Tetraspanins are a superfamily of integral membrane proteins involved in the organization of microdomains that consist of both cell membrane proteins and cytoplasmic signalling molecules. These microdomains are important in regulating molecular recognition at the cell surface and subsequent signal transduction processes central to the generation of an efficient immune response. Tetraspanins, both immune-cell-specific, such as CD37, and ubiquitously expressed, such as CD81, have been shown to be imp-ortant in both innate and adaptive cellular immunity. This is via their molecular interaction with important immune cell-surface molecules such as antigen-presenting MHC proteins, T-cell co-receptors CD4 and CD8, as well as cytoplasmic molecules such as Lck and PKC (protein kinase C). Moreover, the generation of tetraspanin-deficient mice has enabled the study of these proteins in immunity. A variety of tetraspanins have a role in the regulation of pattern recognition, antigen presentation and T-cell proliferation. Recent studies have also begun to elucidate roles for tetraspanins in macrophages, NK cells (natural killer cells) and granulocytes.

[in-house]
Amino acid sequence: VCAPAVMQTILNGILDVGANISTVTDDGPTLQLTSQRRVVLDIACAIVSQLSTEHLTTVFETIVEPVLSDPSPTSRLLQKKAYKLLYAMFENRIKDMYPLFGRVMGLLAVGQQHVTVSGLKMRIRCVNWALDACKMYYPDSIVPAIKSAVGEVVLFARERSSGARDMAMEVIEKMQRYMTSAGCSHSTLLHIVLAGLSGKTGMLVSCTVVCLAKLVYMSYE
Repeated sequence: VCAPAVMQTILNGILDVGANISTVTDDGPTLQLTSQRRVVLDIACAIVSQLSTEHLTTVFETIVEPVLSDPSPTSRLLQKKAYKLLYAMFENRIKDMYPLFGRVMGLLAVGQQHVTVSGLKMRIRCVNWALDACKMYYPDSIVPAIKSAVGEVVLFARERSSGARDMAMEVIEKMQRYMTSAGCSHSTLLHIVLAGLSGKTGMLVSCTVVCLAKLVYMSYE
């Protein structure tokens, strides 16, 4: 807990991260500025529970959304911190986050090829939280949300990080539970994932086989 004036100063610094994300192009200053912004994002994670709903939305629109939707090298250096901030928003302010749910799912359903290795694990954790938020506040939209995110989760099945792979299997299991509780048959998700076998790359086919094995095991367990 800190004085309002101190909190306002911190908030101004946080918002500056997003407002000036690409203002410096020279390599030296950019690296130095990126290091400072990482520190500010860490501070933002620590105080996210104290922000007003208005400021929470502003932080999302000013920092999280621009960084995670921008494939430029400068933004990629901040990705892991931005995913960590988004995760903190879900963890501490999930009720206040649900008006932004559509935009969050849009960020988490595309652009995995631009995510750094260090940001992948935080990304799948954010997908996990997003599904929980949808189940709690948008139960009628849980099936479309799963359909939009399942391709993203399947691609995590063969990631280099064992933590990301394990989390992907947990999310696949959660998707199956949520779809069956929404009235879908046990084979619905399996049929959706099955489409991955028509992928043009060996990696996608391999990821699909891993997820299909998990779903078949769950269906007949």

Conference Article| March 22 2011
Tetraspanins in cellular immunity
Eleanor Livingston Jones;
Maria C. Demaria;
Mark D. Wright
Mark D. Wright 2
1Leucocyte Membrane Protein Laboratory, Department of Immunology, Monash University, Alfred Medical Research and Education Precinct, Melbourne, Victoria 3004, Australia
2To whom correspondence should be addressed (email Mark.Wright@monash.edu).
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Eleanor Livingston Jones, Maria C. Demaria, Mark D. Wright; Tetraspanins in cellular immunity. Biochem Soc Trans 1 April 2011; 39 (2): 506–511. doi: https://doi.org/10.1042/BST0390506
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